As the PIP breast implant scandal intensifies, there are growing calls for tighter EU regulations governing safety standards in medical devices.
Unlike prescription medicines, they currently only require a European quality mark before being put on the market.
It was obtained by the now-defunct French firm at the centre of the scare.
But in Marseille, one lawyer says TUV Rheinland, the German certification body that checked PIP’s products for years, always warned that it was about to visit.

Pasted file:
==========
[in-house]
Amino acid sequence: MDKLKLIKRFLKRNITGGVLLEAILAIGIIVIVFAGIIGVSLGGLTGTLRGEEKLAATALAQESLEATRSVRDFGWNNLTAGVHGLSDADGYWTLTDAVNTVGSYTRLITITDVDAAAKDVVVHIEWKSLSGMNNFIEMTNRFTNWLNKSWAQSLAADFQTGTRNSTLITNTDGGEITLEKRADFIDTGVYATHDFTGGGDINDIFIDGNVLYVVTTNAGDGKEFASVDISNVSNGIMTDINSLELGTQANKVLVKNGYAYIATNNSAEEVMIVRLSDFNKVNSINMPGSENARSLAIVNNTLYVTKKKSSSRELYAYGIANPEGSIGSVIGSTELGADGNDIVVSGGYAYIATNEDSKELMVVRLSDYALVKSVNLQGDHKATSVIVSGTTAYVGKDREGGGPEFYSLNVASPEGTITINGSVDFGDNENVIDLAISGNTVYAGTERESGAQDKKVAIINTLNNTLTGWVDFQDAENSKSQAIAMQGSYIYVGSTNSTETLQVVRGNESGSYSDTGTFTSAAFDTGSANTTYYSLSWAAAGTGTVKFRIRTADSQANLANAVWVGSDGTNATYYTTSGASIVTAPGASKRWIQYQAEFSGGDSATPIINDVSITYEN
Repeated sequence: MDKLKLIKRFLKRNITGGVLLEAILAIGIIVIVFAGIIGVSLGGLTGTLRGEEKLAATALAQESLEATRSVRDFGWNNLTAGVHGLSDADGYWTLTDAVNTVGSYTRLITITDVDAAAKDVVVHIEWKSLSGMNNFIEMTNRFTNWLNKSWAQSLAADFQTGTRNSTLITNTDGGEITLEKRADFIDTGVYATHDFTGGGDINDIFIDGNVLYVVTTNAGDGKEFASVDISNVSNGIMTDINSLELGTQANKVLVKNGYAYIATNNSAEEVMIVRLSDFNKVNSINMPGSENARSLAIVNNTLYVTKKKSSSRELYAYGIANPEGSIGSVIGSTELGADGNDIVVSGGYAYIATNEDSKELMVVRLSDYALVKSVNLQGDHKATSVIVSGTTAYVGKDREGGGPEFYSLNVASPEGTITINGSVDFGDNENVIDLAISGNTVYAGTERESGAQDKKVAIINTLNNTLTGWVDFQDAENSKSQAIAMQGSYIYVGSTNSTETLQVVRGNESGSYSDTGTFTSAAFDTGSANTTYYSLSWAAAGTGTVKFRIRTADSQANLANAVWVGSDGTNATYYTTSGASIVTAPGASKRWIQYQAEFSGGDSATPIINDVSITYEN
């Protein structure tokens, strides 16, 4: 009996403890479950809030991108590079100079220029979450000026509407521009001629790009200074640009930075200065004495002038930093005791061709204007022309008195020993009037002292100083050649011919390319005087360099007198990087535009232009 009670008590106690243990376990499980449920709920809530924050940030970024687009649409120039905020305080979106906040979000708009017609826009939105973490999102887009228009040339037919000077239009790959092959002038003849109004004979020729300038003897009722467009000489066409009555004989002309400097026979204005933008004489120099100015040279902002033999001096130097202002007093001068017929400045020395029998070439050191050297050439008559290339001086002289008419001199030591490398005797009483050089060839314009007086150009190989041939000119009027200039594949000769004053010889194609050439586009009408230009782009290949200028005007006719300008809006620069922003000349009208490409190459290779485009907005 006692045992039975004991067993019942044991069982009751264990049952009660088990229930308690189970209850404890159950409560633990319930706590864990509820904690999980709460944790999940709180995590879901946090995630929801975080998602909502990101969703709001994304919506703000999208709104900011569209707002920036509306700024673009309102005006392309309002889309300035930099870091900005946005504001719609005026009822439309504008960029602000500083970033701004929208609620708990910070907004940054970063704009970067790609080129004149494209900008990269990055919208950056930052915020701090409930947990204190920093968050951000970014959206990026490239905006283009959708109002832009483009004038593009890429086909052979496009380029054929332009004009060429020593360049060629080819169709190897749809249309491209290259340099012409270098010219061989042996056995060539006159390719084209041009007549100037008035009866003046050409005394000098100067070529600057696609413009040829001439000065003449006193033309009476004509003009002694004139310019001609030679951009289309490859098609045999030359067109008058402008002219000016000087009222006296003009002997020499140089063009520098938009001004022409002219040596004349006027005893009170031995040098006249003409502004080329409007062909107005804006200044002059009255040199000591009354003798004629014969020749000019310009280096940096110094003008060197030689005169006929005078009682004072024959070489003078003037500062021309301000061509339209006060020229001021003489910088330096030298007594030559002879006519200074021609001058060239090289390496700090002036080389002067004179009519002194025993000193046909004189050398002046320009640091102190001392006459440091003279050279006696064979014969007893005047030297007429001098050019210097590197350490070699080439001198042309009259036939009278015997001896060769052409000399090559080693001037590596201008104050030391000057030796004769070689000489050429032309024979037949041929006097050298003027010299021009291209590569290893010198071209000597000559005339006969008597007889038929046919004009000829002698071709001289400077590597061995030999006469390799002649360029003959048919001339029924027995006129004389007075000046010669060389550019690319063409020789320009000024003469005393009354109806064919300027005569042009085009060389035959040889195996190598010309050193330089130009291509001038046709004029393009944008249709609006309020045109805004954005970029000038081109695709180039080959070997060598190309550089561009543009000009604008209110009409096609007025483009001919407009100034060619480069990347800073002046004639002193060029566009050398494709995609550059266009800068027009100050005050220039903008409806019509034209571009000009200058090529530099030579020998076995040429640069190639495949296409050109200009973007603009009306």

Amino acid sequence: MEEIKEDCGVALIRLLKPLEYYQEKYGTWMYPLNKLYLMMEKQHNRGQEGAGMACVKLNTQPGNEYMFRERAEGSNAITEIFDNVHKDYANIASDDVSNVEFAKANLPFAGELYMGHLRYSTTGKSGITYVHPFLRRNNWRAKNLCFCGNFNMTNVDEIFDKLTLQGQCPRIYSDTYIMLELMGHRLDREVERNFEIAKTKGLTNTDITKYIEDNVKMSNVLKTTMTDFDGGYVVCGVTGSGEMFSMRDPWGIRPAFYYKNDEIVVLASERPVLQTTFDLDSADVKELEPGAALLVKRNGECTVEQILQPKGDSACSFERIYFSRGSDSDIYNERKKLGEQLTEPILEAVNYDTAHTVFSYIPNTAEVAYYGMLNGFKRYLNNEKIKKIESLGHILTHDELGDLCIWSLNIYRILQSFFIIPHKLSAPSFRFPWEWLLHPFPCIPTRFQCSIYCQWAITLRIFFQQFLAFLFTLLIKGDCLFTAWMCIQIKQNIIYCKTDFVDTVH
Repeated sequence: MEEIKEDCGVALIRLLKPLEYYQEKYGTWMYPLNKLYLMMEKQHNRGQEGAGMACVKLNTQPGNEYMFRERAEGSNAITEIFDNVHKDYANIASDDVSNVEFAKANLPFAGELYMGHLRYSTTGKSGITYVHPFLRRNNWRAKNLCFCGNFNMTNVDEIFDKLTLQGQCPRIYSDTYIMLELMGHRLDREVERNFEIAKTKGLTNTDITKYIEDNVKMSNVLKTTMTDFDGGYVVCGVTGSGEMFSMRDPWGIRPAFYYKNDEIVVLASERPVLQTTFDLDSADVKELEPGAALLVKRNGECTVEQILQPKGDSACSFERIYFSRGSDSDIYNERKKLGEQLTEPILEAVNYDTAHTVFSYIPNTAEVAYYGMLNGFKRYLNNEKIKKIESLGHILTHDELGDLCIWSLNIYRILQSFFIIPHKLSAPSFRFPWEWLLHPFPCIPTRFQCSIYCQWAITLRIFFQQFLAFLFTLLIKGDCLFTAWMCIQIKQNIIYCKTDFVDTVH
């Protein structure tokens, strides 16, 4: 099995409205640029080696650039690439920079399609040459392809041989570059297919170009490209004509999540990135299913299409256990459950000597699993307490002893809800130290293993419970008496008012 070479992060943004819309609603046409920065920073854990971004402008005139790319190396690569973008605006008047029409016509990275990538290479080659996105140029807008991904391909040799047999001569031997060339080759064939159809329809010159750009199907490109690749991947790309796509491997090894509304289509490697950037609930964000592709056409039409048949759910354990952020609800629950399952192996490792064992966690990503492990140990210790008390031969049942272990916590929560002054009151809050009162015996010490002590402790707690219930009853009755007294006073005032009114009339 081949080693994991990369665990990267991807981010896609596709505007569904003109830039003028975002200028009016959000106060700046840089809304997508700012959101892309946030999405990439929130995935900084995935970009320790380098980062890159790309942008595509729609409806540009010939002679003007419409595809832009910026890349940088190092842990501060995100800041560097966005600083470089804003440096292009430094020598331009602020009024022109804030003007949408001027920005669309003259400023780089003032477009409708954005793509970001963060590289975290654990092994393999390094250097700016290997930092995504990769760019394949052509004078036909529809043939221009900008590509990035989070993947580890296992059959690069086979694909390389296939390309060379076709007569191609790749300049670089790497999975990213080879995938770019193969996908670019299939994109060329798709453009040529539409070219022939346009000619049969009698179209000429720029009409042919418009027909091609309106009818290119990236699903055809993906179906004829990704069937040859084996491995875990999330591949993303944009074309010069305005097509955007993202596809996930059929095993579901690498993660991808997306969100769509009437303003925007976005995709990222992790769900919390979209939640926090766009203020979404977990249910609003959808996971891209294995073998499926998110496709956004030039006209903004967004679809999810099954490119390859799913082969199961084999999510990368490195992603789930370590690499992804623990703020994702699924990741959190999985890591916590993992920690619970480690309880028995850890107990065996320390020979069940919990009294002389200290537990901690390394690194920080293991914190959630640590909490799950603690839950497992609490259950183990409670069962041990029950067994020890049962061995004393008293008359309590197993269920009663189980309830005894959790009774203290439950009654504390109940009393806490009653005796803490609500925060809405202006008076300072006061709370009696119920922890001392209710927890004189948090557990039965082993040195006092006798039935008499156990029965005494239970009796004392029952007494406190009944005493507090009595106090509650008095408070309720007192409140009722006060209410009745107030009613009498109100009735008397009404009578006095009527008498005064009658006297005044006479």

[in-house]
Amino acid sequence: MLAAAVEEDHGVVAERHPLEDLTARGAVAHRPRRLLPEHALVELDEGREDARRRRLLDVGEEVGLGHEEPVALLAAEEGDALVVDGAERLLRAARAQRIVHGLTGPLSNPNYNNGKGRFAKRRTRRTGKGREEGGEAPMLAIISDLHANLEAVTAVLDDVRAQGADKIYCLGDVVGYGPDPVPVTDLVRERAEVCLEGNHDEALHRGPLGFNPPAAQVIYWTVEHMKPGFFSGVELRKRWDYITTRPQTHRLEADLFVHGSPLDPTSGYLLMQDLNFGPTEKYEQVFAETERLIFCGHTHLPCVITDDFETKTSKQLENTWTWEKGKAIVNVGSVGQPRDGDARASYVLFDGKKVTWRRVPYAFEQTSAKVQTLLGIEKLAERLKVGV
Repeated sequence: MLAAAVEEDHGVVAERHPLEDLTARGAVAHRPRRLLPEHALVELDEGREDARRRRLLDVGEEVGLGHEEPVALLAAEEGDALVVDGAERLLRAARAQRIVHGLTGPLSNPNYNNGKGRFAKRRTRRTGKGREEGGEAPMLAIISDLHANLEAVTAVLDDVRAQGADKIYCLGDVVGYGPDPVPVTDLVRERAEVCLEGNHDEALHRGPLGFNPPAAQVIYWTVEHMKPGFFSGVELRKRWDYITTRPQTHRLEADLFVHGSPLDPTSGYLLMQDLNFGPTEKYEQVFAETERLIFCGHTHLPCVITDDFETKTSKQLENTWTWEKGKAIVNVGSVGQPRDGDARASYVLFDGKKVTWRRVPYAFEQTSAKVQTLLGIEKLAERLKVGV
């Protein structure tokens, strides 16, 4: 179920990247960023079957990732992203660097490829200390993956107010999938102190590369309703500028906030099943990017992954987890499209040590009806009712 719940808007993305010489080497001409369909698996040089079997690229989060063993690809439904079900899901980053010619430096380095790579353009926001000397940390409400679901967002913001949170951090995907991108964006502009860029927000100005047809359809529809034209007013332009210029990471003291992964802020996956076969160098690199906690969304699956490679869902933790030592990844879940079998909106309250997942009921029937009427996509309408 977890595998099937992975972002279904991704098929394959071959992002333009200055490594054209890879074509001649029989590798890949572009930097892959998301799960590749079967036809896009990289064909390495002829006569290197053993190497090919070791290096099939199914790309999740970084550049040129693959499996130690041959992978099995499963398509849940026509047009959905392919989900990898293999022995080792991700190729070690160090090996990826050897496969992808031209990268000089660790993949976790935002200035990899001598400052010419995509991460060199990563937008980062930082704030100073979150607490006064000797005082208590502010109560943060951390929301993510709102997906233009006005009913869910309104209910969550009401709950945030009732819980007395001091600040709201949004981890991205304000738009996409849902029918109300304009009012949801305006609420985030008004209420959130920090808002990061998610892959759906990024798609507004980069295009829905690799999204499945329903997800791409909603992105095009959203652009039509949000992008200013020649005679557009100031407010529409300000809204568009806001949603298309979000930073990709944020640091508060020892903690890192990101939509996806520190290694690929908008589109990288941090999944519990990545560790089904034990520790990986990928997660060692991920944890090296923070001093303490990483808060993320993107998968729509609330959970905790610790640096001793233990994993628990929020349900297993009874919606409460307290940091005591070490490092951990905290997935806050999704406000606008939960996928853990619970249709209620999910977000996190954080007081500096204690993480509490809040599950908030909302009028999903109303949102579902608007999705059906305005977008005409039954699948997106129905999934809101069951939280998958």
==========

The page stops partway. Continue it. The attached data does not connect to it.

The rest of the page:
“In 17 years, no unexpected checks were made,” said Laurent Gaudon who is representing a number of French women fitted with PIP implants. He claims PIP was not requested to carry out a single test.
“You have to ask…if TUV ever saw an implant,” he said.
As legal action multiplies in France and elsewhere, TUV itself says it is suing PIP.
The scandal erupted amid warnings that cheap industrial silicone used in the firm’s implants has an increased risk of rupture.
Breast implant scare prompts calls for tighter regulation